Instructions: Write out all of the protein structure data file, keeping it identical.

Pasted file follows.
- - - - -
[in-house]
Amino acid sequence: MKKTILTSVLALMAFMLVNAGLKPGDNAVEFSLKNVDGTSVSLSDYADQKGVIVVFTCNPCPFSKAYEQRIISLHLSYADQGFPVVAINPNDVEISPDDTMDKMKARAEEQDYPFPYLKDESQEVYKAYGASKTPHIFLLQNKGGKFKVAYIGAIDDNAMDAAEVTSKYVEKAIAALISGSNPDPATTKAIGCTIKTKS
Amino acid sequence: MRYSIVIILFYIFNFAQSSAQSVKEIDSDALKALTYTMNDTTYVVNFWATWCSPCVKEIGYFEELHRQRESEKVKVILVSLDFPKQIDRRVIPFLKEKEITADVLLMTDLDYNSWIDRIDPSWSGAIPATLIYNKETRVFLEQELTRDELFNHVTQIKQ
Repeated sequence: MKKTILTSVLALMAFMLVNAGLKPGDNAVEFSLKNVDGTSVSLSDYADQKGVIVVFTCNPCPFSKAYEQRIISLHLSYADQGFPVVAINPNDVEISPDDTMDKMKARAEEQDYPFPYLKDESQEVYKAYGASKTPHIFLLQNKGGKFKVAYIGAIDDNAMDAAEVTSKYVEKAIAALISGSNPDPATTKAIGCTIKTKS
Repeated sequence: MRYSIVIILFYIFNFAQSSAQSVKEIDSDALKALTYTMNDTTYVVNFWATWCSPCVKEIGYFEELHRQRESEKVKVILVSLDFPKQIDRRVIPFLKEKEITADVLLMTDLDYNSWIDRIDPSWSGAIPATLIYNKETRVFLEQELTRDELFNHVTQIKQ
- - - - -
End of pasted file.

[in-house]
Amino acid sequence: MKKTILTSVLALMAFMLVNAGLKPGDNAVEFSLKNVDGTSVSLSDYADQKGVIVVFTCNPCPFSKAYEQRIISLHLSYADQGFPVVAINPNDVEISPDDTMDKMKARAEEQDYPFPYLKDESQEVYKAYGASKTPHIFLLQNKGGKFKVAYIGAIDDNAMDAAEVTSKYVEKAIAALISGSNPDPATTKAIGCTIKTKS
Amino acid sequence: MRYSIVIILFYIFNFAQSSAQSVKEIDSDALKALTYTMNDTTYVVNFWATWCSPCVKEIGYFEELHRQRESEKVKVILVSLDFPKQIDRRVIPFLKEKEITADVLLMTDLDYNSWIDRIDPSWSGAIPATLIYNKETRVFLEQELTRDELFNHVTQIKQ
Repeated sequence: MKKTILTSVLALMAFMLVNAGLKPGDNAVEFSLKNVDGTSVSLSDYADQKGVIVVFTCNPCPFSKAYEQRIISLHLSYADQGFPVVAINPNDVEISPDDTMDKMKARAEEQDYPFPYLKDESQEVYKAYGASKTPHIFLLQNKGGKFKVAYIGAIDDNAMDAAEVTSKYVEKAIAALISGSNPDPATTKAIGCTIKTKS
Repeated sequence: MRYSIVIILFYIFNFAQSSAQSVKEIDSDALKALTYTMNDTTYVVNFWATWCSPCVKEIGYFEELHRQRESEKVKVILVSLDFPKQIDRRVIPFLKEKEITADVLLMTDLDYNSWIDRIDPSWSGAIPATLIYNKETRVFLEQELTRDELFNHVTQIKQ